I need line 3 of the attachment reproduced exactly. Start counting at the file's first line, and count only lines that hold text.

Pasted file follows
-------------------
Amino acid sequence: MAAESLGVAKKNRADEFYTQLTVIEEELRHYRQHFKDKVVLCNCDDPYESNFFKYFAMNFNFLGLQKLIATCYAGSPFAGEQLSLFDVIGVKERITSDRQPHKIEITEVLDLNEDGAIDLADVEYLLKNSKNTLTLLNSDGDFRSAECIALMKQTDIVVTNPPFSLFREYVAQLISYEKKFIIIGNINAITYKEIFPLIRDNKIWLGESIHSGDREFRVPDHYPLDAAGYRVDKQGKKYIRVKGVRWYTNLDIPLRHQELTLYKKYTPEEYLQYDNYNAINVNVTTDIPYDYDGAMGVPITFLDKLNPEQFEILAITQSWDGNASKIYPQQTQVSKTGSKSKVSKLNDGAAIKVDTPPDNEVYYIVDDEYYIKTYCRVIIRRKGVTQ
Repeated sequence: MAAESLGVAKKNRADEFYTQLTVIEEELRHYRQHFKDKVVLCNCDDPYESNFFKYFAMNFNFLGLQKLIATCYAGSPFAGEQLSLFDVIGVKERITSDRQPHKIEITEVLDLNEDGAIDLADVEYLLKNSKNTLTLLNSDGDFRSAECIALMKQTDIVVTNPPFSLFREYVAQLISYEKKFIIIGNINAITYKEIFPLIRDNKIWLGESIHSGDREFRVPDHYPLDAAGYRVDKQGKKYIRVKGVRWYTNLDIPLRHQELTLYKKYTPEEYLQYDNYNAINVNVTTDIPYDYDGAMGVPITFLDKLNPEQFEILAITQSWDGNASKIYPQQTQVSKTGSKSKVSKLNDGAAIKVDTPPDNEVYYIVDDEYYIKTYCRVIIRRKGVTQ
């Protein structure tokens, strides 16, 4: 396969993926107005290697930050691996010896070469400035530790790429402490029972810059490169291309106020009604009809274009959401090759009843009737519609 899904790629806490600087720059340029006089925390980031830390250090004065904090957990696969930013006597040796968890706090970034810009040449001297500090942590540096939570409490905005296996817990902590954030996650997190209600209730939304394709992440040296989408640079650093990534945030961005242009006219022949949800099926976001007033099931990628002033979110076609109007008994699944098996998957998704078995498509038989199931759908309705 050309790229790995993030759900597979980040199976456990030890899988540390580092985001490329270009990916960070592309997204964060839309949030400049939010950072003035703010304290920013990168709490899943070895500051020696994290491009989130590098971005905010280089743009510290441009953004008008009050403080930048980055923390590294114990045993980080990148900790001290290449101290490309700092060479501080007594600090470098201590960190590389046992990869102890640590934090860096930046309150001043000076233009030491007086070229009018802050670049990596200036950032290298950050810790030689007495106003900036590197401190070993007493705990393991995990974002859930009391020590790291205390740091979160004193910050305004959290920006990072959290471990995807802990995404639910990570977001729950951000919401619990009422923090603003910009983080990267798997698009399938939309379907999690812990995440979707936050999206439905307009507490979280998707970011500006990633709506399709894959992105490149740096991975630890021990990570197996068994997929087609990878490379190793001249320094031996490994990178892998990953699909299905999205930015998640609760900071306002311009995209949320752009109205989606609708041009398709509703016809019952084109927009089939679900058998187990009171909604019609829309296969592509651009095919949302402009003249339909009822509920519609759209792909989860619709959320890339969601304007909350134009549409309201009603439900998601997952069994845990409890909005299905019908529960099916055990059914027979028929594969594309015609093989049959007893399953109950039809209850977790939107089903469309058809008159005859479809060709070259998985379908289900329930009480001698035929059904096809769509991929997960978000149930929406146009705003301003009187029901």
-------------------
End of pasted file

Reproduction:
């Protein structure tokens, strides 16, 4: 396969993926107005290697930050691996010896070469400035530790790429402490029972810059490169291309106020009604009809274009959401090759009843009737519609 899904790629806490600087720059340029006089925390980031830390250090004065904090957990696969930013006597040796968890706090970034810009040449001297500090942590540096939570409490905005296996817990902590954030996650997190209600209730939304394709992440040296989408640079650093990534945030961005242009006219022949949800099926976001007033099931990628002033979110076609109007008994699944098996998957998704078995498509038989199931759908309705 050309790229790995993030759900597979980040199976456990030890899988540390580092985001490329270009990916960070592309997204964060839309949030400049939010950072003035703010304290920013990168709490899943070895500051020696994290491009989130590098971005905010280089743009510290441009953004008008009050403080930048980055923390590294114990045993980080990148900790001290290449101290490309700092060479501080007594600090470098201590960190590389046992990869102890640590934090860096930046309150001043000076233009030491007086070229009018802050670049990596200036950032290298950050810790030689007495106003900036590197401190070993007493705990393991995990974002859930009391020590790291205390740091979160004193910050305004959290920006990072959290471990995807802990995404639910990570977001729950951000919401619990009422923090603003910009983080990267798997698009399938939309379907999690812990995440979707936050999206439905307009507490979280998707970011500006990633709506399709894959992105490149740096991975630890021990990570197996068994997929087609990878490379190793001249320094031996490994990178892998990953699909299905999205930015998640609760900071306002311009995209949320752009109205989606609708041009398709509703016809019952084109927009089939679900058998187990009171909604019609829309296969592509651009095919949302402009003249339909009822509920519609759209792909989860619709959320890339969601304007909350134009549409309201009603439900998601997952069994845990409890909005299905019908529960099916055990059914027979028929594969594309015609093989049959007893399953109950039809209850977790939107089903469309058809008159005859479809060709070259998985379908289900329930009480001698035929059904096809769509991929997960978000149930929406146009705003301003009187029901």